So here we are today with Dr. Bill Lumsden, the man behind creations from Glenmorangie and Ardbeg. We relaxed in the cozy atmosphere of the Whisky Rooms private club in the heart of Moscow city. The chef did a good turn trying to match a three-course meal with a line-up of Glenmorangie Original, Glenmorangie Milsean and Glenmorangie Signet. Being whisky enthusiasts of Moscow, we enjoyed the rare chance to speak with Dr. Lumsden about all things whisky. Continue reading “The man who challenges the SWA – dinner with Dr Bill Lumsden”
Travel retail is a strange market. Not only are the shops in some of the strangest on earth – liminal spaces constructed with a strange dual purpose of quick movement and opportunities to spend cash – but it’s a hard market. Bruichladdich are no stranger to the vagaries of travel retail and they’ve just unveiled a pair of new whiskies – Bruichladdich The Laddie Eight and Port Charlotte 2007 CC:01.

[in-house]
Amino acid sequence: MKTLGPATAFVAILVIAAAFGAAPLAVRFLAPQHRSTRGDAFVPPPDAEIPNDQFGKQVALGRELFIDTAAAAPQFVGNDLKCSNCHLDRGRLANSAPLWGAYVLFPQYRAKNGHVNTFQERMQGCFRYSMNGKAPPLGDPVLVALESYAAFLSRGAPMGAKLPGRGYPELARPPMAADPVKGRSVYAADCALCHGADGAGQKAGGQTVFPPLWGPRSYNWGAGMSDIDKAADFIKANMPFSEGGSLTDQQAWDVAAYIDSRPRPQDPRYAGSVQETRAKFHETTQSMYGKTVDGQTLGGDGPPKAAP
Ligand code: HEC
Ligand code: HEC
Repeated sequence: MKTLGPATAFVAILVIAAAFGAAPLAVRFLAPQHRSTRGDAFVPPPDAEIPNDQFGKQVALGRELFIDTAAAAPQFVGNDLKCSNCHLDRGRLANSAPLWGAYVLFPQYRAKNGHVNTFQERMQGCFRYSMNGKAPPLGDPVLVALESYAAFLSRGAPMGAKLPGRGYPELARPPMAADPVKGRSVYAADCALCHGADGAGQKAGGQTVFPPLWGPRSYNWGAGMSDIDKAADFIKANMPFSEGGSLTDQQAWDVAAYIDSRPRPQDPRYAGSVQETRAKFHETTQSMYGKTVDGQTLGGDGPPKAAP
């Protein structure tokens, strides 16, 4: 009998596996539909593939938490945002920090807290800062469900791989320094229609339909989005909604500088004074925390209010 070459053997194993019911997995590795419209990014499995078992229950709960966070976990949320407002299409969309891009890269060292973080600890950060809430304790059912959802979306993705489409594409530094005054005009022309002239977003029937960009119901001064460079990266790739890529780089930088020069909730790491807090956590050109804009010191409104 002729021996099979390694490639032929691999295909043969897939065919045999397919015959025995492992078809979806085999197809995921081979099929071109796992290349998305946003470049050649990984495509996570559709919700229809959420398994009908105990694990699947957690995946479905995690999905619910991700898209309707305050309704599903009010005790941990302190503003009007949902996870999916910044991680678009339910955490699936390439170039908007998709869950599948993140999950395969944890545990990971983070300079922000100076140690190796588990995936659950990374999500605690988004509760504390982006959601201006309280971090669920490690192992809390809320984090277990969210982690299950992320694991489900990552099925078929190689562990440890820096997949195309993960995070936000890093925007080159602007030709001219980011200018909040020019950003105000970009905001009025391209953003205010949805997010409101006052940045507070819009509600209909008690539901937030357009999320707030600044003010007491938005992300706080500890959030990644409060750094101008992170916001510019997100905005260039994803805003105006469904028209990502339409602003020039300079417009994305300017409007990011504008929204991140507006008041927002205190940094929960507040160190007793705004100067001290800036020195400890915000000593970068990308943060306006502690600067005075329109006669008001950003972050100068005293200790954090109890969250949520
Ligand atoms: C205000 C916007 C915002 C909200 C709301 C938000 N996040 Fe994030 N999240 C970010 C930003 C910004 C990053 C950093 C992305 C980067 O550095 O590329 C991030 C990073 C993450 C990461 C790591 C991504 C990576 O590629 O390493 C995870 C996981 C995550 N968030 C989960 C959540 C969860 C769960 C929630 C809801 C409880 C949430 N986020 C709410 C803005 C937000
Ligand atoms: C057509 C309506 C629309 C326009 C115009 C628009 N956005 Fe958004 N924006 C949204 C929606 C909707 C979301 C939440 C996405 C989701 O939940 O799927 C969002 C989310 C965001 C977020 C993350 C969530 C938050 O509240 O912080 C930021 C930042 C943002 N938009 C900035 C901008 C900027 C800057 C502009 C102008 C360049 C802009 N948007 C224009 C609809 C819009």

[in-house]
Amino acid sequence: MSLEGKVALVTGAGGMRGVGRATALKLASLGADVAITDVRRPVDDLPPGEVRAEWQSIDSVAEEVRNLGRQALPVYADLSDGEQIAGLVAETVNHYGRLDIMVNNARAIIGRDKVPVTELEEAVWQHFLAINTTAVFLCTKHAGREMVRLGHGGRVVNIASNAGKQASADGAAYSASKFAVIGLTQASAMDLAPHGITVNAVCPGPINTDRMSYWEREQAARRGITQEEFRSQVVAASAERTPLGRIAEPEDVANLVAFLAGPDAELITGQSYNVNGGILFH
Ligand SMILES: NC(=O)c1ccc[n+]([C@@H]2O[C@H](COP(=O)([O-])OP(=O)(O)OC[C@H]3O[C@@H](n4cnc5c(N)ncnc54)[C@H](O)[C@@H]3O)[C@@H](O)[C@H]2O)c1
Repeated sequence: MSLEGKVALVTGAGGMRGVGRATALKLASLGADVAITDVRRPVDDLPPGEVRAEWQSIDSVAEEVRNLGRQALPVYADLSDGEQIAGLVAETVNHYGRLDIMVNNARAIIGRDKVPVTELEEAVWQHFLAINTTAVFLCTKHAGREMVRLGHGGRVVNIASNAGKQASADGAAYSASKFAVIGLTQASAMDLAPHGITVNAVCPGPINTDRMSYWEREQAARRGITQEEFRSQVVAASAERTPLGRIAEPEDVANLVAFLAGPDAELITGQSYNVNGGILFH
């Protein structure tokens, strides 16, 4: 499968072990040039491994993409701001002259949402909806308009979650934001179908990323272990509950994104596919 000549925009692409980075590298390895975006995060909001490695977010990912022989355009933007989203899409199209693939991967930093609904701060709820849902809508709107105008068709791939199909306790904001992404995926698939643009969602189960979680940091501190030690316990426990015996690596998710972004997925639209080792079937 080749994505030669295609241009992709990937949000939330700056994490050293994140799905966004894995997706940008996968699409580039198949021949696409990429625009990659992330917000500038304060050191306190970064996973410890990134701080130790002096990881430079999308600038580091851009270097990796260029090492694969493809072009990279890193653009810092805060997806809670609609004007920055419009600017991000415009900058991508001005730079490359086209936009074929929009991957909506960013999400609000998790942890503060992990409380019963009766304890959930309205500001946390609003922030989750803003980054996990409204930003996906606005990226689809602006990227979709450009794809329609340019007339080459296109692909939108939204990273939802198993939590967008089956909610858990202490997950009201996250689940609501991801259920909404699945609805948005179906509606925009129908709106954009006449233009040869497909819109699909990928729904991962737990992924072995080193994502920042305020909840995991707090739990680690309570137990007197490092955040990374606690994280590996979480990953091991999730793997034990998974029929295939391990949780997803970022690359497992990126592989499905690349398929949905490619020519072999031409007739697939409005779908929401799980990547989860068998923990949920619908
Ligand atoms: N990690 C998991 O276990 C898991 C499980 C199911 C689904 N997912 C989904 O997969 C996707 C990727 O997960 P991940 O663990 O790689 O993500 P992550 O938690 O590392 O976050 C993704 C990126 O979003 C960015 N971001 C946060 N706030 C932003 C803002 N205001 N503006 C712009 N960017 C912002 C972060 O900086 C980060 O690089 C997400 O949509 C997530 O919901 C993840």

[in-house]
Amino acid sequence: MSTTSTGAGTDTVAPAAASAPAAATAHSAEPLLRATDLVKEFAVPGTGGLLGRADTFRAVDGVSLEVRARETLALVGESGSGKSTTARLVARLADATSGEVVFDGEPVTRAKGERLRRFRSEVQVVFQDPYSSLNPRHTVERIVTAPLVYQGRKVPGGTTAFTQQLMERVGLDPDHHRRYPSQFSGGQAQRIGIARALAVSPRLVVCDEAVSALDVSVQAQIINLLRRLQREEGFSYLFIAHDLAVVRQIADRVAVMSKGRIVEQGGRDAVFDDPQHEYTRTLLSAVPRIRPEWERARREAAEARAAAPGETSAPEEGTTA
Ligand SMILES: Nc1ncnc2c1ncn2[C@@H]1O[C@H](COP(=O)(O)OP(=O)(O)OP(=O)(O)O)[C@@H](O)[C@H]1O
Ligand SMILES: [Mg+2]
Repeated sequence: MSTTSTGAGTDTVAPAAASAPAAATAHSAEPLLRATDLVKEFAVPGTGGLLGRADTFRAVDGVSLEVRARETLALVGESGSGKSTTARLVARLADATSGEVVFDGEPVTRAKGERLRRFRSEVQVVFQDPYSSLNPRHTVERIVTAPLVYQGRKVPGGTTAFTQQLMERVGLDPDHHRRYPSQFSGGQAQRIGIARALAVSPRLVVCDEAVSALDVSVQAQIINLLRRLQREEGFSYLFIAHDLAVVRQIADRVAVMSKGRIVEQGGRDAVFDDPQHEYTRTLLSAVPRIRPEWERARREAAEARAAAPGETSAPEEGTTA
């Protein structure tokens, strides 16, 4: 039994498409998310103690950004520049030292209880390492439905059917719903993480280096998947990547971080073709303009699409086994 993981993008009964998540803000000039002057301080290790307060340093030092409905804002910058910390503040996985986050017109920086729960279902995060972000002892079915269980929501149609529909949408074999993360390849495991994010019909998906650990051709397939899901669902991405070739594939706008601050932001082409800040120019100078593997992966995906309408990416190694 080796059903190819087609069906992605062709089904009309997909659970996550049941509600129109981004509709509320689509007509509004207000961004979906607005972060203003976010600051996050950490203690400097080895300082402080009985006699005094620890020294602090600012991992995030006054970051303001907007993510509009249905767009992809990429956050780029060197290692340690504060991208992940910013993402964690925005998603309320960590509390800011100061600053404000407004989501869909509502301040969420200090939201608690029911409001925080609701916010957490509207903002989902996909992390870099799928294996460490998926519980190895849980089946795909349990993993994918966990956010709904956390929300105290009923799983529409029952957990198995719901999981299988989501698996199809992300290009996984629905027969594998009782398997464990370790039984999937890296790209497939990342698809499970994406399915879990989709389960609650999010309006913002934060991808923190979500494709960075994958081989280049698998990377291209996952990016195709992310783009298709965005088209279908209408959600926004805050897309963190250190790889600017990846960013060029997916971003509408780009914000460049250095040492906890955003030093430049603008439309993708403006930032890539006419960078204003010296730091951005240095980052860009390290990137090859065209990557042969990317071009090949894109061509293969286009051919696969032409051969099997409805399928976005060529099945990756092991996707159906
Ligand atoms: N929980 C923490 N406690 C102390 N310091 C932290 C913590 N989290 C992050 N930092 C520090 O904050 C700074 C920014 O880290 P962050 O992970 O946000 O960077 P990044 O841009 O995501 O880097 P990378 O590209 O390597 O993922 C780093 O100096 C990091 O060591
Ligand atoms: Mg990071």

New year, new booze. And how better to start blogging in 2016 than a bottle from the shelves of my local Morrison’s.
In amongst the Chorley cakes – my new favourite thing – and packets of interesting bits of pigs, they have a very good range of drinks. However, there are some weirder things hidden next to the tasty beers, including today’s beverage of choice – Bootlegger Apple Brew.
On 1 December, at 7.30am, I decided to write 24 blog posts, one a day for 24 days, as a sort-of whisky advent calendar. Yesterday was the final post. It was much harder work than I thought…
Here’s what I wrote about:
- Amrut PX Cask #2697
- Crown Royal Northern Harvest Rye
- Glen Mhor 8yo Gordon & MacPhail
- The Spirit of Whisky Picnic
- Bruichladdich X4+9
- Glen Grant 1978 5 Year Old
- Dimple bottled 1960s
- Annandale Peated Rascally Liquor
- Cadenhead’s Ledaig 1992 21 Year Old
- Balvenie 1978 DCS Compendium Chapter One
- Paul John Bold
- SMWS 33.132 Beauty and the Beast Ardbeg 2007
- London Distillery Company British Rye Spirit
- Clynelish 1982 28 Year Old Single Malts of Scotland